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Scania completes changeover to global product platform

Tomorrow, Thursday 12 March, Scania will be introducing its 4-series trucks on the Latin American market. In doing so, Scania becomes the only heavy truck manufacturer in the world capable of producing vehicles of the same generation throughout its global production structure.

Scania's President and CEO Leif Östling and the Executive Management of Scania Latin America will hold a press conference in São Paulo, Brazil, for roughly 200 invited journalists. Additional information will be made available at the press conference, which is to start at 2:30 p.m. Central European Time. This information will be available on Scania’s website at www.scania.com

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With the introduction of the 4-series in Latin America, Scania will have completed an investment programme that begun in the early 1990s. The objective is to use a common global production structure for trucks and buses, which is even more cost-effective than that for the previous generation, as well as to increase production capacity. Scania has invested more than USD 300 million to complete the changeover in the Latin American production system.

The changeover of truck production to the 4-series at Scania's European production units began in the autumn of 1995 and was completed during the second half of 1996. The investment programme itself continued during 1997 with the start of the changeover of bus production.

By switching to a common product platform, Scania will be increasingly capable of exploiting economies of scale with regard to suppliers as well, and it will achieve improved flexibility in meeting market fluctuations around the world.

The production of transmissions in Latin America has been concentrated to Tucumán in Argentina, whereas the production of engines, axles and cabs takes place in São Paulo, Brazil. Truck assembly is carried out in plants located in Argentina, Brazil and Mexico. Brazil is also the centre of Scania’s production of bus chassis as well as industrial and marine engines.

In conjunction with the changeover, Scania has also invested in substantial environmental improvements. In the autumn of 1997, Scania's Latin American operations were the first within Scania to receive environmental certification in accordance with ISO 14001. These measures are now being introduced in Scania's European production system.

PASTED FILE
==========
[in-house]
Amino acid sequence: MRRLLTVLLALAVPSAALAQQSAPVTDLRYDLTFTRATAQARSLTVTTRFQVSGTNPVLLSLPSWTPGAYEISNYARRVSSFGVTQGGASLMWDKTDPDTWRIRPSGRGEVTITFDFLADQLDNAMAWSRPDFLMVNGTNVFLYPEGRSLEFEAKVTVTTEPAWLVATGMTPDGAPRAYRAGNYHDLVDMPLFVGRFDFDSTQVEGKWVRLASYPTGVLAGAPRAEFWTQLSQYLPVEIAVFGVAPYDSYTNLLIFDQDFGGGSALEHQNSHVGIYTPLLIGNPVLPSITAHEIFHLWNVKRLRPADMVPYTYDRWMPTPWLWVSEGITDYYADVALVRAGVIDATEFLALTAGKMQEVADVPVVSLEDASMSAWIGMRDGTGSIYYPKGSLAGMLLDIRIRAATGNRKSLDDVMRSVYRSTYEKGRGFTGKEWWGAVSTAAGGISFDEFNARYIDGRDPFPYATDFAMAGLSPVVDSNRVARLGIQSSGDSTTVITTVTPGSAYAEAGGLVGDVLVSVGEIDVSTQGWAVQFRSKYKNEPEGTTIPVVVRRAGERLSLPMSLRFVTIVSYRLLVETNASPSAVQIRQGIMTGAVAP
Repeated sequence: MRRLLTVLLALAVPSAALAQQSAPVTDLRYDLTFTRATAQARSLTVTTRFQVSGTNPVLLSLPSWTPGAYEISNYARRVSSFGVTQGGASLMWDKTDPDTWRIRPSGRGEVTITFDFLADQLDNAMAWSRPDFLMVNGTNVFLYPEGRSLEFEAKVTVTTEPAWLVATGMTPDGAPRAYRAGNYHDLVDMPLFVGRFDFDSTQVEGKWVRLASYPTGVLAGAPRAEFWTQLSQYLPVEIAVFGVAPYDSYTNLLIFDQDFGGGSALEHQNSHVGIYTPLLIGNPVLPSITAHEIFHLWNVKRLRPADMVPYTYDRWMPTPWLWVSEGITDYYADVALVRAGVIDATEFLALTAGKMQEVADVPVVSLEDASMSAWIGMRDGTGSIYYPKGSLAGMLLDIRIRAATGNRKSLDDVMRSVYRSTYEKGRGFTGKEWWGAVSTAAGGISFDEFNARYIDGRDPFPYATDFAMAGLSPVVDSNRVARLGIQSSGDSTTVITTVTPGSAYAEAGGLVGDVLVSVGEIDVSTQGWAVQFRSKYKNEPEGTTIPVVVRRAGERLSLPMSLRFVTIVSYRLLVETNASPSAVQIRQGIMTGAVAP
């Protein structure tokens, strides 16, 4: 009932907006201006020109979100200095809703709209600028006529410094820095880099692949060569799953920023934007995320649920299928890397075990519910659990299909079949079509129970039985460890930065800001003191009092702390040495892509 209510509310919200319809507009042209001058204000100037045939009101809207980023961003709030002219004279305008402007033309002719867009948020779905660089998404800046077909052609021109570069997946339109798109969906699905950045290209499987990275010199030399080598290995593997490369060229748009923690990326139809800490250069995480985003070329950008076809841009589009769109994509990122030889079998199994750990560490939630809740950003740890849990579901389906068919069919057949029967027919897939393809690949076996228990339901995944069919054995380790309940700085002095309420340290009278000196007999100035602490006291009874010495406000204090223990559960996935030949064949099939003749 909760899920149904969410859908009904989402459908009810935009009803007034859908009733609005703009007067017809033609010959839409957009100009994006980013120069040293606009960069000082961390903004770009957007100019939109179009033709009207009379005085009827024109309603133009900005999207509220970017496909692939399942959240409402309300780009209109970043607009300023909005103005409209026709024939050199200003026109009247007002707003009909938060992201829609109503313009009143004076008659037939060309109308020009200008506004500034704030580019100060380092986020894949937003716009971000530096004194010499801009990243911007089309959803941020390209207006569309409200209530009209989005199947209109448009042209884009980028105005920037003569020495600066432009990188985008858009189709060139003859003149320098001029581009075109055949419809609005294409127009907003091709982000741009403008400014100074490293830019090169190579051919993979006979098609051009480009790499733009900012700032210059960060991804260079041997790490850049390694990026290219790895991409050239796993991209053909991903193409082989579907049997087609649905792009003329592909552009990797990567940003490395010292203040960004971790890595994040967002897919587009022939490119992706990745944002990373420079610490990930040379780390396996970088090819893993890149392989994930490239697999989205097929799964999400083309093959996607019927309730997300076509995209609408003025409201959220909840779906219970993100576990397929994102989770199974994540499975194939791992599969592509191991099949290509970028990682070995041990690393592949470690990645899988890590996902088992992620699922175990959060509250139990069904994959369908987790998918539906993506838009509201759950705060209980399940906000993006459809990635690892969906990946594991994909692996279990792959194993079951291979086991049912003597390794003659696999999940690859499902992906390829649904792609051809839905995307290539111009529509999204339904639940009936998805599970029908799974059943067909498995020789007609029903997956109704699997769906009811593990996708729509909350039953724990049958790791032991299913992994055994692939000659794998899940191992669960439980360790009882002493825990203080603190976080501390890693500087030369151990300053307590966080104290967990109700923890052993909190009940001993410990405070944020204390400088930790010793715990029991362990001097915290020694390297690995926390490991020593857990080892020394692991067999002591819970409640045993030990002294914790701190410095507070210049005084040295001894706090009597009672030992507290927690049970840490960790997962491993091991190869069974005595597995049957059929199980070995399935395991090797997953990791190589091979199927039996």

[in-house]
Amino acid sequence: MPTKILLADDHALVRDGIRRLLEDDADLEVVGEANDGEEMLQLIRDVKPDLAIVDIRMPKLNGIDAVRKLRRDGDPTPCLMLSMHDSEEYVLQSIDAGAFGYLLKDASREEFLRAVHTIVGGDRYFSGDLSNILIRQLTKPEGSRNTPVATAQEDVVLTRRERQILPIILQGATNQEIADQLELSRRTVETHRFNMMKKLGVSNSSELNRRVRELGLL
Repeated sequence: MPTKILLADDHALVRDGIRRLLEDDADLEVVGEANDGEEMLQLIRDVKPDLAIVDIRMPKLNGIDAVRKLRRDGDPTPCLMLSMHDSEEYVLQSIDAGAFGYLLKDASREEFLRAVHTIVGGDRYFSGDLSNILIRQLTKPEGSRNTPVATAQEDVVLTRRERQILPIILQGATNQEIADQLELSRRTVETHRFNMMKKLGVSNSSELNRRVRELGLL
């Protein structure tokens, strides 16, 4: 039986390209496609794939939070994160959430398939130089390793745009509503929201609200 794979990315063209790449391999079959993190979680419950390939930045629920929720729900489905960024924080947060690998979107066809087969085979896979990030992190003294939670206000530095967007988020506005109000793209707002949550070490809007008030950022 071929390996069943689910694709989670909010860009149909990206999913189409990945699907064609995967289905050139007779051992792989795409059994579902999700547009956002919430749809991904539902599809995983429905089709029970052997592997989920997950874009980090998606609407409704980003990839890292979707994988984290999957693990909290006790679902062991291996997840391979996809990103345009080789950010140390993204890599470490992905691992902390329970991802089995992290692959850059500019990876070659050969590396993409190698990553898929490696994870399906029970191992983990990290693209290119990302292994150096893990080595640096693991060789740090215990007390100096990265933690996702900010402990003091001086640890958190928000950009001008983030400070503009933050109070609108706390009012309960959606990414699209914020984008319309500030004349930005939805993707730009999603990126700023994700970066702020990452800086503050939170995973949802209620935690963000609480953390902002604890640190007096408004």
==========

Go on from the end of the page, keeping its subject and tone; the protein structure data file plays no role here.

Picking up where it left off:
Scania established a new sales record in Latin America in 1997: 11,500 vehicles (9,649 trucks and 1,829 buses).

A 40-year presence

Scania has a 40-year-old tradition in Latin America. Sales started in the late 1950s in Brazil, with production in that country starting in 1962. This was followed by the establishment of operations in Argentina, where component production and assembly operations began in 1976. In 1995, the first truck was assembled in Mexico. Today, Scania is now represented in all Latin American markets.

Scania’s operations in Latin America are controlled by its wholly owned company Scania Latin America (SLA) Ltda, with Head Office in São Paulo. SLA consists of an industrial unit – incorporating the production units in Argentina, Brazil and Mexico –and a commercial unit with overall responsibility for all sales in Latin America. Sales in Argentina, Chile, Brazil, Mexico and Peru are handled by wholly owned subsidiaries of SLA. The other Latin American markets have been integrated into Scania Latin America with independent representatives in each market.

For further information, please contact Magnus Hahn, Manager Financial Communications, tel. +46 8 553 835 10.

Scania is one of the world's leading manufacturers of trucks and buses for heavy transport applications, and of industrial and marine engines. With 23,800 employees and production facilities in Europe and Latin America, Scania is one of the most profitable companies in its sector. In 1997, turnover totalled SEK 39,700 million and profits after depreciation SEK 2,800 million. Scania products are marketed in about 100 countries worldwide and approximately 95% of total production is sold outside Sweden. Bus manufacture takes place in Sweden, Brazil, Denmark, France and Poland.